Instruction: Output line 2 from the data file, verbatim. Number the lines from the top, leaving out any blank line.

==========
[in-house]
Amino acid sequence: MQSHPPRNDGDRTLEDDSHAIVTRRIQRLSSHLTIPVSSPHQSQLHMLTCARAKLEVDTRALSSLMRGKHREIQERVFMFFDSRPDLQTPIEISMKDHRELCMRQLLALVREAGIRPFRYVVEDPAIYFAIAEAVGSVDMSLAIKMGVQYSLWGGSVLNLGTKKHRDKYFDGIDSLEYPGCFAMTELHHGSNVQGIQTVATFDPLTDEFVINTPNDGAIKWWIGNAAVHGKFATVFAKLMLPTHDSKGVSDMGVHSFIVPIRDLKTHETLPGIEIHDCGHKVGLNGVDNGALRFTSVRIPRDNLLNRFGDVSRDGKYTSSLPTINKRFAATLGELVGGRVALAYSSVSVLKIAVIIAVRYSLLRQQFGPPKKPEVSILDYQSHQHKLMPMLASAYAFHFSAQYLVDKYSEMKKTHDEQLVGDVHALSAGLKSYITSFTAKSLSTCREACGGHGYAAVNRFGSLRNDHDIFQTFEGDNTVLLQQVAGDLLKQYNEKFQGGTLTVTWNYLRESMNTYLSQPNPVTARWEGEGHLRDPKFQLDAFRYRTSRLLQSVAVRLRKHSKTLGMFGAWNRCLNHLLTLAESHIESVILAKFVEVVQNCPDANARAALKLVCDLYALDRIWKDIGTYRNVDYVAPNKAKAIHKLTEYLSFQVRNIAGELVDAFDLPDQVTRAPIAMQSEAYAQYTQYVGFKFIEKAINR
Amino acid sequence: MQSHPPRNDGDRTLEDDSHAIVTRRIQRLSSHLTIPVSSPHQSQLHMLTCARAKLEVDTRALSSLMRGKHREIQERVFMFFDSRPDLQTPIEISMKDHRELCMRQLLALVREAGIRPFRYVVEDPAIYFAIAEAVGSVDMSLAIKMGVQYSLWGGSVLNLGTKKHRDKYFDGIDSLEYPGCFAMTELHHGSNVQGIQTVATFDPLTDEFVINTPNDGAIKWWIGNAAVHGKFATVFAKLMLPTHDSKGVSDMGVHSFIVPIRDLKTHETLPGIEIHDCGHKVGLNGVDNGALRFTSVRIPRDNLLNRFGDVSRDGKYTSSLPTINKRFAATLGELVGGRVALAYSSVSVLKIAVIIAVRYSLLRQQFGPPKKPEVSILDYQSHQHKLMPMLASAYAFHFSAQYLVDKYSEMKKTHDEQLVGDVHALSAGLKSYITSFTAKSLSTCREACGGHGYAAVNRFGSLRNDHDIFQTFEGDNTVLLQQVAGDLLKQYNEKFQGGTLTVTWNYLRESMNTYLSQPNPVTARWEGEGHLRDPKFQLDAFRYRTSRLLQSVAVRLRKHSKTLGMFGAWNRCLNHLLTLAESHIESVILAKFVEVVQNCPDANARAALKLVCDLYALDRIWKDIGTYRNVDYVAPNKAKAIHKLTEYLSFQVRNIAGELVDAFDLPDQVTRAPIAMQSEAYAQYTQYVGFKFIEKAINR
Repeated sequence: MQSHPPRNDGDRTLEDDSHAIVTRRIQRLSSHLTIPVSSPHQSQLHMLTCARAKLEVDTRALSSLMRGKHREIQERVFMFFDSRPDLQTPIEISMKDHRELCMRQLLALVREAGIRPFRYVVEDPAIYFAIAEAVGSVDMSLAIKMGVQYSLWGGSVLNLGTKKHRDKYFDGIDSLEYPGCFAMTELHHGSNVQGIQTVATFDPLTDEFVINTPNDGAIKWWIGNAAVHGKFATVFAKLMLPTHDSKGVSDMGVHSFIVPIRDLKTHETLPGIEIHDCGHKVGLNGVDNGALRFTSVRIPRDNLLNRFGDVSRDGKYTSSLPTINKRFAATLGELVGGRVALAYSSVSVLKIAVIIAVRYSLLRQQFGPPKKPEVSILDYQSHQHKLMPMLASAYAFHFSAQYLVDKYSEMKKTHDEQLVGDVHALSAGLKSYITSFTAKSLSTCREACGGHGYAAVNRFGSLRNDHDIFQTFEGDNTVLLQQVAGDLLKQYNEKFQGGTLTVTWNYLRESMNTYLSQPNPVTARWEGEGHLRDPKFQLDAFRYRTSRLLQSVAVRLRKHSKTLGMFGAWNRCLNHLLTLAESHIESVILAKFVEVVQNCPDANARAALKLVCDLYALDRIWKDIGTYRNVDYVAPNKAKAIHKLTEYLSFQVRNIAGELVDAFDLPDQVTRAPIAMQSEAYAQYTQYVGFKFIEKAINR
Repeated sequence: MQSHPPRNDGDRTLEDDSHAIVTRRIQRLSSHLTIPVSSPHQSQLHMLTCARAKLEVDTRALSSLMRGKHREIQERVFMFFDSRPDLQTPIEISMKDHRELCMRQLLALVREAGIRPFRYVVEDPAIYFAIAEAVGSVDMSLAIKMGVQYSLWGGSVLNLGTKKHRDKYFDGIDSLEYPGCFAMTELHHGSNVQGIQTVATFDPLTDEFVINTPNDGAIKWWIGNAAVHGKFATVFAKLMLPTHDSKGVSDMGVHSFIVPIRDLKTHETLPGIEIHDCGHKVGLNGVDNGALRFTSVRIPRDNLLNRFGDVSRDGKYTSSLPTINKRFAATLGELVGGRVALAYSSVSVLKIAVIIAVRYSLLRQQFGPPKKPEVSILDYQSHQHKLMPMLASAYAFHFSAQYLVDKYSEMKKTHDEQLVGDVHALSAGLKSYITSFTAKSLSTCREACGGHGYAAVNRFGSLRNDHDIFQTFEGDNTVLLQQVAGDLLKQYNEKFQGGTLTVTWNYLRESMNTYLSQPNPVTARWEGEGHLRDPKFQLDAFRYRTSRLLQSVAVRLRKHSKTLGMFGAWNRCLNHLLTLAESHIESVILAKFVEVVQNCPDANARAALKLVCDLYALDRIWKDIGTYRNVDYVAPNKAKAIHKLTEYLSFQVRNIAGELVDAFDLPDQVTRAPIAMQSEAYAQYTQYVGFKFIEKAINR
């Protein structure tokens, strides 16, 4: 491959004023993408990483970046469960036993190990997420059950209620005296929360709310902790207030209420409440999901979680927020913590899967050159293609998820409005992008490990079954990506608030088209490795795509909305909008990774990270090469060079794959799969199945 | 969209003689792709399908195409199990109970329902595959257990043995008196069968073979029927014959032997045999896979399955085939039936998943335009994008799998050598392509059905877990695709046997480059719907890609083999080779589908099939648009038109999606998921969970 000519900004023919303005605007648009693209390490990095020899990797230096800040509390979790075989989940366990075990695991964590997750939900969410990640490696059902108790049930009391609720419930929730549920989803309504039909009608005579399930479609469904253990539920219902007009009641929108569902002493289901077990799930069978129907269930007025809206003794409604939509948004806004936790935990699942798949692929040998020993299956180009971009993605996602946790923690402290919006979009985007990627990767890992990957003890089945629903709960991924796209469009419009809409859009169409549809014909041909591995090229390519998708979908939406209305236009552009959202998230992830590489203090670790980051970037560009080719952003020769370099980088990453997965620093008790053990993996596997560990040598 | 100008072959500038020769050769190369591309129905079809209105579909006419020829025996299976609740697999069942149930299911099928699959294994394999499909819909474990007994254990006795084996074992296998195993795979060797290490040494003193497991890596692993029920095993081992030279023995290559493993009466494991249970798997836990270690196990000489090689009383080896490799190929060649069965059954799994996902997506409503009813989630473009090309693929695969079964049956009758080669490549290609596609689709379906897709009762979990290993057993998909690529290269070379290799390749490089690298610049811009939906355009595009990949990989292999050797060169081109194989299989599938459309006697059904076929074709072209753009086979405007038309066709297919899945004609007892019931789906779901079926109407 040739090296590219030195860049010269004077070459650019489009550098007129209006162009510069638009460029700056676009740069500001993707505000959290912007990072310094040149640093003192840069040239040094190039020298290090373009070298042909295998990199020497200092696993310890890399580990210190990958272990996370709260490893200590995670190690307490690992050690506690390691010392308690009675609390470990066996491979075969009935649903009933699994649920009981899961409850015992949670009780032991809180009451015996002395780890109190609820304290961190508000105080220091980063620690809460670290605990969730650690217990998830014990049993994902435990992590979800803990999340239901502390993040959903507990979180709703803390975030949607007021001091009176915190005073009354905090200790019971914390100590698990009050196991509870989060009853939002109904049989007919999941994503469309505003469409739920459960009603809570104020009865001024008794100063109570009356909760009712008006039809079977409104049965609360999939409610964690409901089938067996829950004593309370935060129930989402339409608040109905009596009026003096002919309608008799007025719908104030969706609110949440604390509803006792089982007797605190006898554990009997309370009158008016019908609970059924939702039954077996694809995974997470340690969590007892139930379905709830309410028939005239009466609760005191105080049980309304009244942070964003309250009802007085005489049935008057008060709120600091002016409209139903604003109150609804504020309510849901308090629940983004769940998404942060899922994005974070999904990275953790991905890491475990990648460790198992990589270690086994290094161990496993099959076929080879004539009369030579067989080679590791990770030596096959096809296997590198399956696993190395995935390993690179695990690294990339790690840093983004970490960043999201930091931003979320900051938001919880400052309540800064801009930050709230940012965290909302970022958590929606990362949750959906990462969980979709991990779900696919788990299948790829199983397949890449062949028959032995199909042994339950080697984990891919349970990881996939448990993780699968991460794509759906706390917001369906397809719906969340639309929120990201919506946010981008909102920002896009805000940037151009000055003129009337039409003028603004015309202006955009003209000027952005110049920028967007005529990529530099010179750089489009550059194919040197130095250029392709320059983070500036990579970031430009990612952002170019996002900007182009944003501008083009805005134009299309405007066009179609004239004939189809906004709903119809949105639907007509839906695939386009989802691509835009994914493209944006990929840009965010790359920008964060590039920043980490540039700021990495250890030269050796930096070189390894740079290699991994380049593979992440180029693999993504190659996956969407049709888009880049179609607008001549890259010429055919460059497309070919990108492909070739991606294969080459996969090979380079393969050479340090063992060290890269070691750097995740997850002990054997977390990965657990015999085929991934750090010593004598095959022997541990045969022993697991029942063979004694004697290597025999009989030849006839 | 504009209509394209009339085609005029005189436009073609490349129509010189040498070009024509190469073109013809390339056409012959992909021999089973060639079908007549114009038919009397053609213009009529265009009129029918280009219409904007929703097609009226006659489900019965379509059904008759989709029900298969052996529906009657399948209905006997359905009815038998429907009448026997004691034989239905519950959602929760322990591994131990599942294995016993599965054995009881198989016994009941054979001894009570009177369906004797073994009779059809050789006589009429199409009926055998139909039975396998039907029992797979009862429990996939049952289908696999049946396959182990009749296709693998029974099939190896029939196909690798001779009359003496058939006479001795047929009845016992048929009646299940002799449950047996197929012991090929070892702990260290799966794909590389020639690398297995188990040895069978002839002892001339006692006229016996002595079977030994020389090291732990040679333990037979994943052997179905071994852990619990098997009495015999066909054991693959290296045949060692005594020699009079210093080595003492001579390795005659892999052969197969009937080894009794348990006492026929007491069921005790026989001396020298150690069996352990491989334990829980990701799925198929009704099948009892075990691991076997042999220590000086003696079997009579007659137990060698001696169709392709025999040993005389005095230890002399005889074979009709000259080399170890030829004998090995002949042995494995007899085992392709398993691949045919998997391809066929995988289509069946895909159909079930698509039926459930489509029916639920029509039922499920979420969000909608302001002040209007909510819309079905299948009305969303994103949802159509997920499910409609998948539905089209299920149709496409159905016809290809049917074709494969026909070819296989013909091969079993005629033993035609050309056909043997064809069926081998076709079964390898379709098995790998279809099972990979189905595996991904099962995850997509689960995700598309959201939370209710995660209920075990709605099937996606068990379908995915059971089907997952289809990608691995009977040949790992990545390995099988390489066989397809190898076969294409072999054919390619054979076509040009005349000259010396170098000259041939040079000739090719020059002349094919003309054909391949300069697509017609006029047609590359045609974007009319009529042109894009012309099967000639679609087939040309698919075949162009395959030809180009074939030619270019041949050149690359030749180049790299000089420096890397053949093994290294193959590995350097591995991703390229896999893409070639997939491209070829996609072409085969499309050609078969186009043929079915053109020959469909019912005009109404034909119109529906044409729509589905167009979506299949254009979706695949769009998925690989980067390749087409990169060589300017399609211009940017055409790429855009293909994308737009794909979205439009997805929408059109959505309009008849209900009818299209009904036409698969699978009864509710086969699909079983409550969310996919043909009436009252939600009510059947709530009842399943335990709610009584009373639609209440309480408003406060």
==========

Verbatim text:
Amino acid sequence: MQSHPPRNDGDRTLEDDSHAIVTRRIQRLSSHLTIPVSSPHQSQLHMLTCARAKLEVDTRALSSLMRGKHREIQERVFMFFDSRPDLQTPIEISMKDHRELCMRQLLALVREAGIRPFRYVVEDPAIYFAIAEAVGSVDMSLAIKMGVQYSLWGGSVLNLGTKKHRDKYFDGIDSLEYPGCFAMTELHHGSNVQGIQTVATFDPLTDEFVINTPNDGAIKWWIGNAAVHGKFATVFAKLMLPTHDSKGVSDMGVHSFIVPIRDLKTHETLPGIEIHDCGHKVGLNGVDNGALRFTSVRIPRDNLLNRFGDVSRDGKYTSSLPTINKRFAATLGELVGGRVALAYSSVSVLKIAVIIAVRYSLLRQQFGPPKKPEVSILDYQSHQHKLMPMLASAYAFHFSAQYLVDKYSEMKKTHDEQLVGDVHALSAGLKSYITSFTAKSLSTCREACGGHGYAAVNRFGSLRNDHDIFQTFEGDNTVLLQQVAGDLLKQYNEKFQGGTLTVTWNYLRESMNTYLSQPNPVTARWEGEGHLRDPKFQLDAFRYRTSRLLQSVAVRLRKHSKTLGMFGAWNRCLNHLLTLAESHIESVILAKFVEVVQNCPDANARAALKLVCDLYALDRIWKDIGTYRNVDYVAPNKAKAIHKLTEYLSFQVRNIAGELVDAFDLPDQVTRAPIAMQSEAYAQYTQYVGFKFIEKAINR